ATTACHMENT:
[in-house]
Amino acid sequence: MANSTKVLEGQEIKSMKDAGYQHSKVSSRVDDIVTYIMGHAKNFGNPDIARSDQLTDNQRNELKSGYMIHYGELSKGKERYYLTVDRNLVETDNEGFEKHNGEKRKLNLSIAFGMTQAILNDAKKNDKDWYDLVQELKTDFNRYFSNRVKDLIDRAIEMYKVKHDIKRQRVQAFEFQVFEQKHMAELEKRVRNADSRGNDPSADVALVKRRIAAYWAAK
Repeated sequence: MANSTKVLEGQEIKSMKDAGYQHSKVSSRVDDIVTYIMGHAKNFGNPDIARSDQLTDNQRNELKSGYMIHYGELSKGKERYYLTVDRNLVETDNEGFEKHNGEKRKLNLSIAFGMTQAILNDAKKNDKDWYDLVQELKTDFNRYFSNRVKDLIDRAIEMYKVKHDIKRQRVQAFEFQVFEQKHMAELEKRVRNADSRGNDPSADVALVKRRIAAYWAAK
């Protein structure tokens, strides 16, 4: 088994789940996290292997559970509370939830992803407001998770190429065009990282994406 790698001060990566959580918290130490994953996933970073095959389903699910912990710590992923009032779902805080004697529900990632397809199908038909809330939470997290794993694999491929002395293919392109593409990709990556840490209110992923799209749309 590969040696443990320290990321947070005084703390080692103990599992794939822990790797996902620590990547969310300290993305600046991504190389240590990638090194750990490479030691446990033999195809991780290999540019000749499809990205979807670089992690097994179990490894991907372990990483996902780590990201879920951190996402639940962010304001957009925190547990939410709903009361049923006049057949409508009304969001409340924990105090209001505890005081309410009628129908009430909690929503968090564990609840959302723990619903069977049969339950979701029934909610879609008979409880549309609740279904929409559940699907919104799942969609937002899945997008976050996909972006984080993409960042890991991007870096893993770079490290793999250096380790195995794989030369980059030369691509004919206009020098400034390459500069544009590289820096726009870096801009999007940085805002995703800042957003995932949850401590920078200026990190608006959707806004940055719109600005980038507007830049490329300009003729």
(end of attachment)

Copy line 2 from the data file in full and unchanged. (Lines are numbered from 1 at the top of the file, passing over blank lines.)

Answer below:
Amino acid sequence: MANSTKVLEGQEIKSMKDAGYQHSKVSSRVDDIVTYIMGHAKNFGNPDIARSDQLTDNQRNELKSGYMIHYGELSKGKERYYLTVDRNLVETDNEGFEKHNGEKRKLNLSIAFGMTQAILNDAKKNDKDWYDLVQELKTDFNRYFSNRVKDLIDRAIEMYKVKHDIKRQRVQAFEFQVFEQKHMAELEKRVRNADSRGNDPSADVALVKRRIAAYWAAK